The game was Oct. 15, 1936, a Saturday. The following Monday the Citizen's coverage was massive, and written by sports editor Tommy Shields. Reading through it I was surprised at the number of names of players I had know later in their lives. Andy Tommy. Tiny Herman. Leo Seguin would go on to become Ottawa police chief and sign my first press card in 1962. Carl (Soggy) Norton would go on to head a squad of Ottawa detectives and spend much time telling me to go away because I bugged him.

Zelikovitz was the hero of the day. But no mention of seven interceptions.

Joe's wife, Inez, was spoonfeeding him at their regular table against the window. I told her there must have been a mistake about the seven interceptions. She was adamant.

Back to the microfilm. Bingo. There it is in a sidebar by reporter Jack Koffman. Zel, the Hebrew Flying Wing, intercepted seven passes. He was prominent from start to finish.

Sports heroes of his day were routinely offered jobs with the police department or fire department. Without television sports heroes to overshadow them, they were applauded when they walked into rooms. They were paid little and did it for the love of the game.

Joe turned down an offer to be a cop, and became the third generation to run the family business on Bank Street, Zelikovitz's Leather Goods. He and Inez had no children.

I was waiting for Inez to take the photo out of the display case, and apologizing for doubting her, when eye contact with No. 25 was made again. He was in his wheelchair, held in by a tray locked across the chair's arms. It was probably imagination, but I thought I saw laughter.

Now I could see not the man who is, but the man who was. There was some sense of guilt for not seeing him sooner, and for not paying more attention to those display cases.

He's 82 now. The stroke hit in 1990. Among his peers today, he is still a top physical specimen in that he requires no medication.

The rooms are occupied by men and women who often can't walk or talk. Many drool and babble. But they are also there in their fighter planes, war nurses' uniforms, wedding clothes and family reunions. Strong hearts have robbed them of dignity by letting other parts wear out first.

Joe Zelikovitz, through his display case, gave me something of a smarten-up slap. A newspaper clipping and a photo give him back his dignity. He is no longer a damaged old man, but a story. He's a reminder that if we keep our eyes and minds open, we can still learn from, or at least be reminded by, people like him. The reminder is to look beyond the obvious.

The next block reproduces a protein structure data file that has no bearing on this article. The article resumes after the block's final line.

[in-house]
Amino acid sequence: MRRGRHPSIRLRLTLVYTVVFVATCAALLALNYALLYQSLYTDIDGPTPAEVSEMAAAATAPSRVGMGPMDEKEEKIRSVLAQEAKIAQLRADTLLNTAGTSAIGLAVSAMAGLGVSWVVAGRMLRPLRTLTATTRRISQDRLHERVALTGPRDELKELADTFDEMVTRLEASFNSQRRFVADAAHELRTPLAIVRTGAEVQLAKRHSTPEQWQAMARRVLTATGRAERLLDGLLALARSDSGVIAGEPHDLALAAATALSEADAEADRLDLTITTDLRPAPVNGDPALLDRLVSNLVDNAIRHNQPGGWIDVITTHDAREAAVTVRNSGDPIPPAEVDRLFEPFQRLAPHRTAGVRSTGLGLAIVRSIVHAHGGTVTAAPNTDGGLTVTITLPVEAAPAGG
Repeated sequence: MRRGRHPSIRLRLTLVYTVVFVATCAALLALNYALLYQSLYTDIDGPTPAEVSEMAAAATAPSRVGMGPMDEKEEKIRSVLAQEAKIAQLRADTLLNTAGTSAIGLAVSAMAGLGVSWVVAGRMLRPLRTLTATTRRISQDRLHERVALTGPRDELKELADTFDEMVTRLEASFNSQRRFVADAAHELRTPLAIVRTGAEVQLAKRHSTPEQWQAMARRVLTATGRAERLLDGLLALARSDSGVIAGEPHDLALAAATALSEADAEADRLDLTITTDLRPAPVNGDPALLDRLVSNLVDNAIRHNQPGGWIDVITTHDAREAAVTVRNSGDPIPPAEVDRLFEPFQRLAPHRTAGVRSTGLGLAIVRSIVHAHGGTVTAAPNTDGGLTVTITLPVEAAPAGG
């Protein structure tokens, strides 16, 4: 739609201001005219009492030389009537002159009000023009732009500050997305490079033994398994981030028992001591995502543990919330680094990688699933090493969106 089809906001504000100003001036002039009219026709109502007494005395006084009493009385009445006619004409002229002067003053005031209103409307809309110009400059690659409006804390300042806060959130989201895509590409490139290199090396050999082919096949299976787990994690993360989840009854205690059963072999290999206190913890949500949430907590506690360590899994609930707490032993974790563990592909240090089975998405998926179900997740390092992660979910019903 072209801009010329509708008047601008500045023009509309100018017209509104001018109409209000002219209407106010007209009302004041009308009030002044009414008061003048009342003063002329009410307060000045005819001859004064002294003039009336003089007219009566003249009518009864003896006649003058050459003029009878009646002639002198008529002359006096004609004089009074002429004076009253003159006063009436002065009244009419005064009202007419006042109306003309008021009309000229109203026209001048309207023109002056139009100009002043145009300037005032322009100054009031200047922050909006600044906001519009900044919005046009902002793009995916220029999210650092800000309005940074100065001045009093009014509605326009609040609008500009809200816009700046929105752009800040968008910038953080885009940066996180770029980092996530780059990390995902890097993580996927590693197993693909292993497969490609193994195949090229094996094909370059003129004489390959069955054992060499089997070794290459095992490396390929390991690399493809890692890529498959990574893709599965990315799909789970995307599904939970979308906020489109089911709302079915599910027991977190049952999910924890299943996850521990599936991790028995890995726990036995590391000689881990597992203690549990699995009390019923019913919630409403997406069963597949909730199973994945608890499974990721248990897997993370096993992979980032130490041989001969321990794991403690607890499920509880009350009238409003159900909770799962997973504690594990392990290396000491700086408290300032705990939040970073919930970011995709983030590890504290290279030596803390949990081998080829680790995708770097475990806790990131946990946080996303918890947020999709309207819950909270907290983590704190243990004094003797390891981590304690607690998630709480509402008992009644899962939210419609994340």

Sadly, many occupied rooms have empty display cases.

Tuesday, February 03, 1998

Sharon & Mike's Wedding

At the ceremony itself

The guests at the wedding

The dancing and happiness

And the new extended family

Sharon's New Extended Family
Top from left: Mike's son Amitai, Limor (Eitan's wife), Mike's son Chovav
Sharon's kids: Tzippy, Eitan and Talya, and Mike's son Matanya
Lower row: Mike and Sharon

Wednesday, May 28, 1997

Eli and Gila

Eli Rachlin, son of Bernie and Sara Rachlin, married Gila nee Goldstein of Teaneck NJ in Long Island. Eli is doing a postgraduate dental program in New York, and Gila is a speech pathologist.

Here's how Eli describes the shidduch: "We met at a friend's house where we were both invited for a YomTov meal. For years, my mother had been saving my late bubby's ring (Fanny Epstein, AH) for me to present to my future wife. This makes the fact that Gila and I met on Shmini Atzeret (Fanny Epstein's yartzeit) all the more bashert and remarkable!"

Friday, April 11, 1997

Tamar & Eli Seeman

Here are some pictures from Tamar Emerson and Eli Seeman's wedding, which took place in Toronto on 18 March.

The couple at their Purim Sheva Brachot